Singlespeed…what difference will it make?
I currently commute 8 miles a day, 5 days a week. This is the only cycling I currently get in due to work, family etc.
Would converting my bike to singlespeed make a vast difference; and if so, other than less mechanical bits to go wrong/replace/maintain, what would the benefits be?Posted 4 years agoforzafkawiMember
I’ve SS’d for several years both on and off road. I would say that for an 8 mile commute it will make very little difference at all other than, as you say, mechanical simplicity.
Fixed wheel cycling does carry some benefits such as supposedly smoothing out your pedalling stroke but unless you’re training for racing that would also be debatable.
IMHO the best place to SS is off-road where the single gear encourages you to keep momentum going especially up short climbs, so overall you will tend to ride a bit faster. You may well find this on the road to a certain extent but in my experience less so.
One thing you can try before bothering to convert your bike is to just select one gear and stick with that for the whole ride in both directions. Purists will argue that this is not the same but it will give you an idea if you are going to able to get on with riding SS and also the gear ratio that you are likely to need for the sort of terrain and riding you do.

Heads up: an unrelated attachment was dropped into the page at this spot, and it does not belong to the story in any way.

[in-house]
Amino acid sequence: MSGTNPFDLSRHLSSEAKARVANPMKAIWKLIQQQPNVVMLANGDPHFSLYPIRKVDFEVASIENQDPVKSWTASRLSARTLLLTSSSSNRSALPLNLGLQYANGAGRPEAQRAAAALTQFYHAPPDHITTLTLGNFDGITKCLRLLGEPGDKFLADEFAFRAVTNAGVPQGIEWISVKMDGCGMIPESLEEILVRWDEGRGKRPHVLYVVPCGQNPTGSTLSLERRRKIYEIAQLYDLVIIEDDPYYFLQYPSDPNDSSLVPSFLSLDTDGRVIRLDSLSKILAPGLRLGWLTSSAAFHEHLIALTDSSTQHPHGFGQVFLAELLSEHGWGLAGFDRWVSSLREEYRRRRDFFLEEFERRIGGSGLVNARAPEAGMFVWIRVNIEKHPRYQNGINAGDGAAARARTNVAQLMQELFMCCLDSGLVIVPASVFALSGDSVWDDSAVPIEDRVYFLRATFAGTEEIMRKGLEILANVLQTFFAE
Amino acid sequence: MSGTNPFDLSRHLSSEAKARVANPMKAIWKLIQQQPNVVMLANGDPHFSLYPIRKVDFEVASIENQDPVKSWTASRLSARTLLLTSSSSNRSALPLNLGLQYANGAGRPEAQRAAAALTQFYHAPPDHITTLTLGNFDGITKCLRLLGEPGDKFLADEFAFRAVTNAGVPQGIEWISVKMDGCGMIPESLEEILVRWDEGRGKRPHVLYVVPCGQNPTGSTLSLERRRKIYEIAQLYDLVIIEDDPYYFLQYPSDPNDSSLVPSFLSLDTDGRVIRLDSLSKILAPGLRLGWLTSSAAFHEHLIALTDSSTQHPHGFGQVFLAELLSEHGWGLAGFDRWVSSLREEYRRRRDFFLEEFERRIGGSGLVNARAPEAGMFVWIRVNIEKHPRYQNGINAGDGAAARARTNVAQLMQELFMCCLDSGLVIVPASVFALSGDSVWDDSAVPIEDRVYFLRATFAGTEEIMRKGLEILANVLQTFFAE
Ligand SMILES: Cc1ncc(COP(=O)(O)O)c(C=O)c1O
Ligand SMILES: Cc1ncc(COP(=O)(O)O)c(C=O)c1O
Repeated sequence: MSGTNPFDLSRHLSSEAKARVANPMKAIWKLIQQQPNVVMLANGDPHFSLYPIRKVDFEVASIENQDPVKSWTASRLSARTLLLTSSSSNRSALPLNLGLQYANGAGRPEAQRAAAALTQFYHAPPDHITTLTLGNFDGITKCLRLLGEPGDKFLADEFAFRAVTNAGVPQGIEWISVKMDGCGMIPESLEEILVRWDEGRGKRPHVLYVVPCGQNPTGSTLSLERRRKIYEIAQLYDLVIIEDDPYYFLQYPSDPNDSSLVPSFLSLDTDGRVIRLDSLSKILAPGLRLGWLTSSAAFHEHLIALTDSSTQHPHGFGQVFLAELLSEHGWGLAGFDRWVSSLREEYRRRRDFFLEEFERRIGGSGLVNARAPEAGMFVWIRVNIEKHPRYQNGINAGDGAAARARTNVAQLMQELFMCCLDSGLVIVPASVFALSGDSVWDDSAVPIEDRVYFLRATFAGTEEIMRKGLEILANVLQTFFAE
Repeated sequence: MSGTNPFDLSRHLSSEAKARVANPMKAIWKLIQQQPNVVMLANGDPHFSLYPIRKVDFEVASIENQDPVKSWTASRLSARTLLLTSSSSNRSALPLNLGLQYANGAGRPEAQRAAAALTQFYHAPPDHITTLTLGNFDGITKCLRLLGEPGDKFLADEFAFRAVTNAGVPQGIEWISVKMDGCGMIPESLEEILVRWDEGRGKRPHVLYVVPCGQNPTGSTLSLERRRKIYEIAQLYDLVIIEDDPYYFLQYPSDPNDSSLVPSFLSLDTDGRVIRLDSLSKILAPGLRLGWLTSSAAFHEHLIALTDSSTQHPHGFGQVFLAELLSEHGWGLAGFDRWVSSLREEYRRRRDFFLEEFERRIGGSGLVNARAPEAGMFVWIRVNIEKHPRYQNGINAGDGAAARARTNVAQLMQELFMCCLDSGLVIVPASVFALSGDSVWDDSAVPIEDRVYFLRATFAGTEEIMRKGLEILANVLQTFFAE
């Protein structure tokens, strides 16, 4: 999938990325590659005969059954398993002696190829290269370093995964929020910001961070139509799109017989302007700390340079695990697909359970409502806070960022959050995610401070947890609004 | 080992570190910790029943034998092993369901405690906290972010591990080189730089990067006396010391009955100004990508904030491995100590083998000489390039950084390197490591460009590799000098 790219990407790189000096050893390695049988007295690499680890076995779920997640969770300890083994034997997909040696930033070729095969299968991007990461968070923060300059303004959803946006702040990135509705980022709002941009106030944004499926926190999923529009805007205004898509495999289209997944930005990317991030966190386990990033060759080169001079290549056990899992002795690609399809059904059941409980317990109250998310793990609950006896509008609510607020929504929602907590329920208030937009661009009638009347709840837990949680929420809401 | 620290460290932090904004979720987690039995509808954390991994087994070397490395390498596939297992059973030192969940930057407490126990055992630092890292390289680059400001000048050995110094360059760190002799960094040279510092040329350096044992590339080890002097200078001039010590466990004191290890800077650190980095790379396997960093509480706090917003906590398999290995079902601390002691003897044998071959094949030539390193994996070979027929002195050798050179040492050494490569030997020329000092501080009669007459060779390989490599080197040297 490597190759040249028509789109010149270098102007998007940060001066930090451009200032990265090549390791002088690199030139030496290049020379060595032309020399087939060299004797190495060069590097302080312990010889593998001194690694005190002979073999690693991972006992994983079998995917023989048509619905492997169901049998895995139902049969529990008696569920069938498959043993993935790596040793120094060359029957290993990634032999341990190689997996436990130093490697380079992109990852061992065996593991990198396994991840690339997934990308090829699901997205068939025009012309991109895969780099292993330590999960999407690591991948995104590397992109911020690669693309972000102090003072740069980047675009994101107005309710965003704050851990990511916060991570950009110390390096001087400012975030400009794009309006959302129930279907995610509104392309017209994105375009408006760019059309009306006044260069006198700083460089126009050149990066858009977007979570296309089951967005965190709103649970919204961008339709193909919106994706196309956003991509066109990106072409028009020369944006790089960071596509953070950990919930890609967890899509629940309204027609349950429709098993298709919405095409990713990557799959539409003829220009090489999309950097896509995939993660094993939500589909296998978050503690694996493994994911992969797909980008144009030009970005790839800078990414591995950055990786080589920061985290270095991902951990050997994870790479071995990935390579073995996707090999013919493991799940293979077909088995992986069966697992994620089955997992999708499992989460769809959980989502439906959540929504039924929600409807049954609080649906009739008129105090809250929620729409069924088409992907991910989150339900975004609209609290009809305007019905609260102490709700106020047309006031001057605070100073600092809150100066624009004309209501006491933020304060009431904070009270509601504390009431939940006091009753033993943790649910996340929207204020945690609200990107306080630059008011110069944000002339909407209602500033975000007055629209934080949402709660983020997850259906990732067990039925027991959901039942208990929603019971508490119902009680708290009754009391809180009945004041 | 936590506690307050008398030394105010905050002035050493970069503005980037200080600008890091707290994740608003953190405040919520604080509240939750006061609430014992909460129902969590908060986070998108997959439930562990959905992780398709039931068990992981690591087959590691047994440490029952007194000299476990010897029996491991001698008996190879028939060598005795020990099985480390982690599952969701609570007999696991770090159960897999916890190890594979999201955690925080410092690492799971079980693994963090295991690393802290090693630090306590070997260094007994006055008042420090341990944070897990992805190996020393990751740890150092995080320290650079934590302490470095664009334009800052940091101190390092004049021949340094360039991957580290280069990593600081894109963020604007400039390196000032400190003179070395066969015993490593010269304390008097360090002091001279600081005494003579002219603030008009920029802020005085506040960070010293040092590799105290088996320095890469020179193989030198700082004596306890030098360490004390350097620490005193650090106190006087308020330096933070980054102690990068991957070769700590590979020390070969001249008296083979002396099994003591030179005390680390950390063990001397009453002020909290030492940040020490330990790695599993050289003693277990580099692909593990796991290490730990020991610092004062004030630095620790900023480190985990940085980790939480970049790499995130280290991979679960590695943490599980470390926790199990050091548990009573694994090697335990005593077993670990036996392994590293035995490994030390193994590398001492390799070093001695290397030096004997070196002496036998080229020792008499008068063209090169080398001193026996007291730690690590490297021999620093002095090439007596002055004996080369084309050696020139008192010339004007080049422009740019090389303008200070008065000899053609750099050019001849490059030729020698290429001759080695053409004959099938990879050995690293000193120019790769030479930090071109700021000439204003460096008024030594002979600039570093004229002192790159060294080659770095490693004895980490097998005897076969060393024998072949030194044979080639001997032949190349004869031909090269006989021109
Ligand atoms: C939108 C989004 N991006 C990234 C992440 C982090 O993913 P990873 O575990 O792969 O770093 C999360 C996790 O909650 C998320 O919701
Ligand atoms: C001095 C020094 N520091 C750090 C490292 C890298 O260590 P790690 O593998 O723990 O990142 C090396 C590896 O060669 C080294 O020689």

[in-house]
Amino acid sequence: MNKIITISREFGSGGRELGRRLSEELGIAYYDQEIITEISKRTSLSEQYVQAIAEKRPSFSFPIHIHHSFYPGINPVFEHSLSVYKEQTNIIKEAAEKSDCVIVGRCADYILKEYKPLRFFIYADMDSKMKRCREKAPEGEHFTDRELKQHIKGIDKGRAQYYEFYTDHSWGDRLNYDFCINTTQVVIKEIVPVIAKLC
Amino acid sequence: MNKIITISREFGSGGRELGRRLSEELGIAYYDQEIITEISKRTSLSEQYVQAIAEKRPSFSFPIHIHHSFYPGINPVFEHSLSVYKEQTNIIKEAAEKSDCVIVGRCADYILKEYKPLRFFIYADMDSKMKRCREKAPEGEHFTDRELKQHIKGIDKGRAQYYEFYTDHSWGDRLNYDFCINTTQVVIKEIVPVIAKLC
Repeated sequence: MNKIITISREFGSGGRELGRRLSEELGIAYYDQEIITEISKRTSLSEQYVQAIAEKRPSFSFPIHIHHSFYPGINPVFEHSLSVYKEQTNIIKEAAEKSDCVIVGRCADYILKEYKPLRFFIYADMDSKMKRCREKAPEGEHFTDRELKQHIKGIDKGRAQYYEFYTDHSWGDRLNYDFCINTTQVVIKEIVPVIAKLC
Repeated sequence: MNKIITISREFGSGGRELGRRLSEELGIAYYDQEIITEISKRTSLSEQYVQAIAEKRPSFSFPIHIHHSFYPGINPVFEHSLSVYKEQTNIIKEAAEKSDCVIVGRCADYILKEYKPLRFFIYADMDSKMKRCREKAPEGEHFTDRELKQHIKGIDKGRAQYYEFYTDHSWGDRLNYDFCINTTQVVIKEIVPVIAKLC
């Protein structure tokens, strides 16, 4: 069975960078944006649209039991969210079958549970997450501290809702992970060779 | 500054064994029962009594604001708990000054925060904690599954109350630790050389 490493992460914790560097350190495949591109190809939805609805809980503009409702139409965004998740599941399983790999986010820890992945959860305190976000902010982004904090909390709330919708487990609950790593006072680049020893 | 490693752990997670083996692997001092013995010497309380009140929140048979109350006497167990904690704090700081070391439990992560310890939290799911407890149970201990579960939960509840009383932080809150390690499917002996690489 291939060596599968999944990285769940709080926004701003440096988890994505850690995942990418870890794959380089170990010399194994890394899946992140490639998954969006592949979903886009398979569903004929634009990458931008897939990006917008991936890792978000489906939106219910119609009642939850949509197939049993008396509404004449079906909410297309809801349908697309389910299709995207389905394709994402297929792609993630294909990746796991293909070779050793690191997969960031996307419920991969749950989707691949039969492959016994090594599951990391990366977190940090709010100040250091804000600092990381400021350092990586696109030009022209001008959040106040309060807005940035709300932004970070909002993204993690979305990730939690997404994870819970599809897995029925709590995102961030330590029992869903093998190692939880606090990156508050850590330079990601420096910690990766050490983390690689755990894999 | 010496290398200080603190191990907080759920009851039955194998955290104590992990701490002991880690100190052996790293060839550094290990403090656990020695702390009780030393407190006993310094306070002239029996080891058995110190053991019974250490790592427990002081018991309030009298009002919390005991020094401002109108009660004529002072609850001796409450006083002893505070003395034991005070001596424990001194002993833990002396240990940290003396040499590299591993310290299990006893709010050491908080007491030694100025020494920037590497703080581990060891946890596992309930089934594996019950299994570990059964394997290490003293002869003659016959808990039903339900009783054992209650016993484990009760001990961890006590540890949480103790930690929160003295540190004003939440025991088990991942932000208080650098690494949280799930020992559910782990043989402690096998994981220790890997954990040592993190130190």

One thing I would say is that generally you will be able to ride a bigger gear than you might think. When people start to SS they usually think that the gear that they need is the one that will get them up the hills. What you will find however is that the main limiting factor is spinning out on the descents and even slight downhills. You will also be surprised that you will be able to climb hills in a bigger gear than maybe you will select when you have several to choose from.
Give it a go and see how you get on.Posted 4 years agooldnpastitSubscriber
That’s about the same as my commute. In terms of fitness, unless you work somewhere very hilly like north Wales or San Francisco, I’m afraid it will make no noticeable difference. You might be very slightly slower getting to work. Even fixed won’t make you strong like a bear over that distance.
There’s less money to spend on keeping it going over the winter when the salt and grit tends to damage fancy gears and chains.
If you’re very self-disciplined, could you take a longer route to work?Posted 4 years ago
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